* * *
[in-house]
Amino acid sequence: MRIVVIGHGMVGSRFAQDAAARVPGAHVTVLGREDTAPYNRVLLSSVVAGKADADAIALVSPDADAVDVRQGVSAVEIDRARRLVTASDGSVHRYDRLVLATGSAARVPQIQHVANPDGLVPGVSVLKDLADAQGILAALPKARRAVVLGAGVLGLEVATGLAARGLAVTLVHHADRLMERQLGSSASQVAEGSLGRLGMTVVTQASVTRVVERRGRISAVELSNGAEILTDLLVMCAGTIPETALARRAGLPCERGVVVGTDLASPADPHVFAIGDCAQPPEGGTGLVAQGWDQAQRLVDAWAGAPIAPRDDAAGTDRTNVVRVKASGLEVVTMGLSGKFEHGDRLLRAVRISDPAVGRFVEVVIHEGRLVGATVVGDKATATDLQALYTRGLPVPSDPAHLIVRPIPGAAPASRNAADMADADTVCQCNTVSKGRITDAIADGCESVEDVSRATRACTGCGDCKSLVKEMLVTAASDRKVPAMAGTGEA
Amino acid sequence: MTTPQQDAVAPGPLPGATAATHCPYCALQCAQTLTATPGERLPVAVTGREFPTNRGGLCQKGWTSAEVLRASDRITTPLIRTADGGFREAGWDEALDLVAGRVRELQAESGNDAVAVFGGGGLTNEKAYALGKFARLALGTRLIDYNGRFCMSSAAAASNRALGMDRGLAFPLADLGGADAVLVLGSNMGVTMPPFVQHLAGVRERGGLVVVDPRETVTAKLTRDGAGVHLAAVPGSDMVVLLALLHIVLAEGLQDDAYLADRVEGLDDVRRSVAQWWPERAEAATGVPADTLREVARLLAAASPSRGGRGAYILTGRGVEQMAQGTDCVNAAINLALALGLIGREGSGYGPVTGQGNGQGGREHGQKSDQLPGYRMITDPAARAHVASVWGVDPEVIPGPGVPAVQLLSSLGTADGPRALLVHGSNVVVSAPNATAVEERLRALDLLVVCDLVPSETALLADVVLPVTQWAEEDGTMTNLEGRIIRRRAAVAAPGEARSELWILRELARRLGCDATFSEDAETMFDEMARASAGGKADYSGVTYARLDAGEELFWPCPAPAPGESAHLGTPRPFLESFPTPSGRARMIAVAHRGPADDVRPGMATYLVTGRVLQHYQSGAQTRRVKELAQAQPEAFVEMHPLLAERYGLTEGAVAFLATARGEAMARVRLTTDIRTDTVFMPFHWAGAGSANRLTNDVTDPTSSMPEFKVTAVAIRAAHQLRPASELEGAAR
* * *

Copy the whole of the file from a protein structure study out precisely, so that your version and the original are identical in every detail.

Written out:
[in-house]
Amino acid sequence: MRIVVIGHGMVGSRFAQDAAARVPGAHVTVLGREDTAPYNRVLLSSVVAGKADADAIALVSPDADAVDVRQGVSAVEIDRARRLVTASDGSVHRYDRLVLATGSAARVPQIQHVANPDGLVPGVSVLKDLADAQGILAALPKARRAVVLGAGVLGLEVATGLAARGLAVTLVHHADRLMERQLGSSASQVAEGSLGRLGMTVVTQASVTRVVERRGRISAVELSNGAEILTDLLVMCAGTIPETALARRAGLPCERGVVVGTDLASPADPHVFAIGDCAQPPEGGTGLVAQGWDQAQRLVDAWAGAPIAPRDDAAGTDRTNVVRVKASGLEVVTMGLSGKFEHGDRLLRAVRISDPAVGRFVEVVIHEGRLVGATVVGDKATATDLQALYTRGLPVPSDPAHLIVRPIPGAAPASRNAADMADADTVCQCNTVSKGRITDAIADGCESVEDVSRATRACTGCGDCKSLVKEMLVTAASDRKVPAMAGTGEA
Amino acid sequence: MTTPQQDAVAPGPLPGATAATHCPYCALQCAQTLTATPGERLPVAVTGREFPTNRGGLCQKGWTSAEVLRASDRITTPLIRTADGGFREAGWDEALDLVAGRVRELQAESGNDAVAVFGGGGLTNEKAYALGKFARLALGTRLIDYNGRFCMSSAAAASNRALGMDRGLAFPLADLGGADAVLVLGSNMGVTMPPFVQHLAGVRERGGLVVVDPRETVTAKLTRDGAGVHLAAVPGSDMVVLLALLHIVLAEGLQDDAYLADRVEGLDDVRRSVAQWWPERAEAATGVPADTLREVARLLAAASPSRGGRGAYILTGRGVEQMAQGTDCVNAAINLALALGLIGREGSGYGPVTGQGNGQGGREHGQKSDQLPGYRMITDPAARAHVASVWGVDPEVIPGPGVPAVQLLSSLGTADGPRALLVHGSNVVVSAPNATAVEERLRALDLLVVCDLVPSETALLADVVLPVTQWAEEDGTMTNLEGRIIRRRAAVAAPGEARSELWILRELARRLGCDATFSEDAETMFDEMARASAGGKADYSGVTYARLDAGEELFWPCPAPAPGESAHLGTPRPFLESFPTPSGRARMIAVAHRGPADDVRPGMATYLVTGRVLQHYQSGAQTRRVKELAQAQPEAFVEMHPLLAERYGLTEGAVAFLATARGEAMARVRLTTDIRTDTVFMPFHWAGAGSANRLTNDVTDPTSSMPEFKVTAVAIRAAHQLRPASELEGAAR